Wanstrath v. Kappel , 358 Mo. 1077 ( 1949 )


Menu:

This is the second appeal in this case. Defendants have appealed from an adverse judgment with reference to certain charges of costs and expenses incident to this litigation and the administration of the trust estate, such as trustees fees and expenses, attorney fees, guardian ad litem fees and expenses, et cetera, which defendants contend should be taken into consideration in determining the net amount due plaintiff under the prior decree.

The original action was in equity to establish plaintiff-widow's right to a child's share or one-third of certain personal property, which her husband George J. Wanstrath had placed in trust four months and eight days before his death. Substantially all of her husband's property had been transferred to the defendant trustees under the declaration of trust. Plaintiff sought to have such trust set aside as to her "child's share" of such property and to have such share turned over to her by the trustees of the trust, subject only to proportionate deduction for debts. Sec. 323 R.S. 1939; Wanstrath v. Kappel,356 Mo. 210, 201 S.W.2d 327. The trial court by its decree found that George J. Wanstrath "at the time he created the trust was ill and knew that he was suffering from a serious heart ailment from which he died after a few months, that the trust was made while Wanstrath was conscious of impending death, and for the purpose of depriving his widow of her marital interest in the personal property transferred in trust, and in fraud of the widow's marital interest. . . . It ordered the trust set aside as to one-third of the corpus and that the widow recover as her absolute property such portion from the trustees subject to deduction of one-third of the amount of taxes paid and claims allowed." (201 S.W.2d 327, 329). The court retained jurisdiction of the cause for such further orders as the court might determine to be necessary to carry out the terms of the decree.

In partial compliance with the decree, which was affirmed by this court in Wanstrath v. Kappel, supra, the defendant trustees filed certain reports and statements of account, showing securities and cash received as of June 10, 1943 (the date of the death of George J. Wanstrath) and including credits against receipts, income debits, *Page 1081 credits against income, recapitulation and also a summary as of June 1, 1947. In said statements and summary, defendants charged against the plaintiff's one-third share of the estate of her deceased husband an item of $13,201.53, purporting to be $12.500 as "her proportionate part of trustees' fee for services" and $701.53, as one-third of the expenses advanced by the trustees, as per their statement. In this connection the defendant trustee Kappel testified: "We are charging $12,500 as a trustee's fee in connection with the distribution to Mrs. Gertrude Wanstrath of one-third of the estate." The statements, as filed, further contained suggestions for partial distribution to plaintiff, subject to the payment of the following: (1) one-third of the claims allowed and which might be allowed against the estate of the deceased (Wanstrath); (2) one-third of the costs and expenses in the administration of said estate of deceased, which estate was then pending in the probate court of St. Louis county; (3) one-third of the costs and expenses of the present litigation, including attorney fees for attorneys employed by the trustees and costs, and guardian ad litem fee and expenses, not then determined; and (4) other items not material on this appeal. Objections and exceptions were duly filed by plaintiff. The defendants replied thereto and the issues were ruled by the court, as hereinafter indicated.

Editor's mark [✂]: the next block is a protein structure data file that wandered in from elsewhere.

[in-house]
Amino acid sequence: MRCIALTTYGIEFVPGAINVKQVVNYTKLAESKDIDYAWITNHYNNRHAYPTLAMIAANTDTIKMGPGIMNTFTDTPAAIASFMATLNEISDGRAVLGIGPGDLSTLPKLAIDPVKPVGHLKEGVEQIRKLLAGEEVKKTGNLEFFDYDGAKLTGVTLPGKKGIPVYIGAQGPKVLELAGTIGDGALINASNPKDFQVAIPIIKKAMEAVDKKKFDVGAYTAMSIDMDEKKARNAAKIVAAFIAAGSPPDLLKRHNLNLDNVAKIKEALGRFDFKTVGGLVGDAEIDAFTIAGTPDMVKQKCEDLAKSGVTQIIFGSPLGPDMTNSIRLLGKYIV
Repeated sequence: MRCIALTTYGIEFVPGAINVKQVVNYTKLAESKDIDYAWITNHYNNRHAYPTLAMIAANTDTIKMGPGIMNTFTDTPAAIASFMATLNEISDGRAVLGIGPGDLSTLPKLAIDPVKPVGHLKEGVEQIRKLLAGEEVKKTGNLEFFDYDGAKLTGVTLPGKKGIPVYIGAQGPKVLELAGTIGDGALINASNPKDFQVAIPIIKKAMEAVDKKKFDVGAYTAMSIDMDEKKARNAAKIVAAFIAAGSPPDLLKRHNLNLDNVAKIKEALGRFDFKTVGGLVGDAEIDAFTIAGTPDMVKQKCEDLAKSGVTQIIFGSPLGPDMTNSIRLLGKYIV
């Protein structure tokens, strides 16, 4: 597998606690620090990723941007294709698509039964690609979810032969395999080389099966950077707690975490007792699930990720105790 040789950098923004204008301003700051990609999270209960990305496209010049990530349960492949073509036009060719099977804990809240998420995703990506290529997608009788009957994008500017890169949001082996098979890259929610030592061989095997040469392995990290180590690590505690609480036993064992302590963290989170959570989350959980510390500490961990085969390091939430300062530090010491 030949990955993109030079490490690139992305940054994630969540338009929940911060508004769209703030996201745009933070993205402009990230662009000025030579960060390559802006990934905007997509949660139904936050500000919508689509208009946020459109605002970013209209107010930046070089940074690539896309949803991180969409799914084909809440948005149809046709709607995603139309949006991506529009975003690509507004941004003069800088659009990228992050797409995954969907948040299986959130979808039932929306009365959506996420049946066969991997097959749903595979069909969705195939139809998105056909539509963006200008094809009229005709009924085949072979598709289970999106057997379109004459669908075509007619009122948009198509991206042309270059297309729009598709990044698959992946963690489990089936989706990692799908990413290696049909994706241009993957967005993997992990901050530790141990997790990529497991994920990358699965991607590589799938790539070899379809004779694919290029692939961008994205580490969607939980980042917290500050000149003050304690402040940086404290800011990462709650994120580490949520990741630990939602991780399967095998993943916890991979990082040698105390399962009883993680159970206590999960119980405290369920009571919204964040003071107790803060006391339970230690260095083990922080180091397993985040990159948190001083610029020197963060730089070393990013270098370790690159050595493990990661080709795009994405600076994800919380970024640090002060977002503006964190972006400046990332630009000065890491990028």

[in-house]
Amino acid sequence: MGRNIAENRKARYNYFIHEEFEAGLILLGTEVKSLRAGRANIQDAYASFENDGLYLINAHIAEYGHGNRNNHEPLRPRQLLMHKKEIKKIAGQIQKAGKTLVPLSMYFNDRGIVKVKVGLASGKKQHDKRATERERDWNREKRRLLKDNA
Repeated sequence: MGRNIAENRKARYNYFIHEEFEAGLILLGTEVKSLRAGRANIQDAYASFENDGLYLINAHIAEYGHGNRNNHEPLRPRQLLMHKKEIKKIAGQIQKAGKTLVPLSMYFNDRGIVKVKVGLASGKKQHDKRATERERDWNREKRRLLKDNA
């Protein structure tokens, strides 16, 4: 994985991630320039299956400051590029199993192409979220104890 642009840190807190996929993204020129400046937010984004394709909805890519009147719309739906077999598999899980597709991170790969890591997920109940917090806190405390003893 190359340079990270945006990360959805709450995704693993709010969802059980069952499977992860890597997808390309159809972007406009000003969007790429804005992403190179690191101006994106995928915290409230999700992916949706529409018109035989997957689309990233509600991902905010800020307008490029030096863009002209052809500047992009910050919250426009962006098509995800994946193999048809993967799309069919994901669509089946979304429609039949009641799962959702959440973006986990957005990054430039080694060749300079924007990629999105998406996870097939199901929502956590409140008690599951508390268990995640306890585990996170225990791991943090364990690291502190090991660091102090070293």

Thereafter, John A. Nolan, guardian ad litem for certain minor defendants in the original cause, duly filed an application for a fee and expenses and he was allowed a fee in the sum of $2,000 for services rendered, plus $16.82 for expenses. On the application of James E. Higgins, Henry Ebenhoh, Robert Hensley, J. Marvin Krause and Harry G. Neill, Jr., attorneys for defendant trustees, said attorneys were jointly allowed the sum of $6,000 for legal services renered to the defendant trustees in connection with the original cause. Such services included all services from the filing of plaintiff's petition, through the trial [620] and appeal of the cause and the preparation of the statements and summary filed in the present proceeding, and also all services rendered defendant trustees in the circuit court in connection with the answer and cross-bill filed by George J. Wanstrath, prior to the dismissal thereof. See, Wanstrath v. Kappel, 354 Mo. 565, 190 S.W.2d 241. Over the objections and exceptions of defendants, the court further ordered that the said sum of $2,000, as allowed the said guardian ad litem of said minor defendants, and said sum of $6,000, as allowed the attorneys for defendant trustees, be taxed as costs against thebalance of the corpus of the trust estate, after distribution ofplaintiff's share to her under the former decree. All requested allowances to the defendant trustees out of plaintiff's "child's share," on account of trustees' fees and expenses incident to the defense of plaintiff's suit, or as incident to the administration of plaintiff's said "child's share" as a part of the trust estate, were denied. *Page 1082